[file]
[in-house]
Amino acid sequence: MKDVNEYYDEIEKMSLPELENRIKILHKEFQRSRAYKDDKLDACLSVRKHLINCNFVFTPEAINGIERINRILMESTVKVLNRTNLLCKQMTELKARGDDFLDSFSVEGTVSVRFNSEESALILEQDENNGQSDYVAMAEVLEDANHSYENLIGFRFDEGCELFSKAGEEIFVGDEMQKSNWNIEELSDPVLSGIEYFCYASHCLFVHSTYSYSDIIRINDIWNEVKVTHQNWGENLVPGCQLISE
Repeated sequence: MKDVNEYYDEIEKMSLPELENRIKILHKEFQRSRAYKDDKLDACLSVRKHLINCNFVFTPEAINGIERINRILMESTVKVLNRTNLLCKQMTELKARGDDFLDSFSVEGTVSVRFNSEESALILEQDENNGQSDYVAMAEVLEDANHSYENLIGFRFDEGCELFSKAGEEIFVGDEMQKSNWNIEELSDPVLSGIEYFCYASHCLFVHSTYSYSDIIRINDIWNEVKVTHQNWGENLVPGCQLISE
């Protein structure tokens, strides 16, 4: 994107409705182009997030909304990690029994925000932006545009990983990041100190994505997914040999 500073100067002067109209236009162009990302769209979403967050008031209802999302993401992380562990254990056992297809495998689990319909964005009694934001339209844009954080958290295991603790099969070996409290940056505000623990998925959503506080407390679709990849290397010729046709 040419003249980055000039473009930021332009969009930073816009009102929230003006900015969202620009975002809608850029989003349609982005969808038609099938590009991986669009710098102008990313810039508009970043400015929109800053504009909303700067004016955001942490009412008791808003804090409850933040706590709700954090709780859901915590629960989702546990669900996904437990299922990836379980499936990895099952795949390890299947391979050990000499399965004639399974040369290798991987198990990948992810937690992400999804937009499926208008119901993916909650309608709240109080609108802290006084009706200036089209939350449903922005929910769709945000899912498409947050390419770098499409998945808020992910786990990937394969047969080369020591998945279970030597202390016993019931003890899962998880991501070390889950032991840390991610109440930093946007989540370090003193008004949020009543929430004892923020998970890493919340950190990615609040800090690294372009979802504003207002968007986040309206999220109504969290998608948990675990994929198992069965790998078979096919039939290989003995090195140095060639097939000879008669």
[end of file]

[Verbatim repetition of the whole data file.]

[in-house]
Amino acid sequence: MKDVNEYYDEIEKMSLPELENRIKILHKEFQRSRAYKDDKLDACLSVRKHLINCNFVFTPEAINGIERINRILMESTVKVLNRTNLLCKQMTELKARGDDFLDSFSVEGTVSVRFNSEESALILEQDENNGQSDYVAMAEVLEDANHSYENLIGFRFDEGCELFSKAGEEIFVGDEMQKSNWNIEELSDPVLSGIEYFCYASHCLFVHSTYSYSDIIRINDIWNEVKVTHQNWGENLVPGCQLISE
Repeated sequence: MKDVNEYYDEIEKMSLPELENRIKILHKEFQRSRAYKDDKLDACLSVRKHLINCNFVFTPEAINGIERINRILMESTVKVLNRTNLLCKQMTELKARGDDFLDSFSVEGTVSVRFNSEESALILEQDENNGQSDYVAMAEVLEDANHSYENLIGFRFDEGCELFSKAGEEIFVGDEMQKSNWNIEELSDPVLSGIEYFCYASHCLFVHSTYSYSDIIRINDIWNEVKVTHQNWGENLVPGCQLISE
């Protein structure tokens, strides 16, 4: 994107409705182009997030909304990690029994925000932006545009990983990041100190994505997914040999 500073100067002067109209236009162009990302769209979403967050008031209802999302993401992380562990254990056992297809495998689990319909964005009694934001339209844009954080958290295991603790099969070996409290940056505000623990998925959503506080407390679709990849290397010729046709 040419003249980055000039473009930021332009969009930073816009009102929230003006900015969202620009975002809608850029989003349609982005969808038609099938590009991986669009710098102008990313810039508009970043400015929109800053504009909303700067004016955001942490009412008791808003804090409850933040706590709700954090709780859901915590629960989702546990669900996904437990299922990836379980499936990895099952795949390890299947391979050990000499399965004639399974040369290798991987198990990948992810937690992400999804937009499926208008119901993916909650309608709240109080609108802290006084009706200036089209939350449903922005929910769709945000899912498409947050390419770098499409998945808020992910786990990937394969047969080369020591998945279970030597202390016993019931003890899962998880991501070390889950032991840390991610109440930093946007989540370090003193008004949020009543929430004892923020998970890493919340950190990615609040800090690294372009979802504003207002968007986040309206999220109504969290998608948990675990994929198992069965790998078979096919039939290989003995090195140095060639097939000879008669």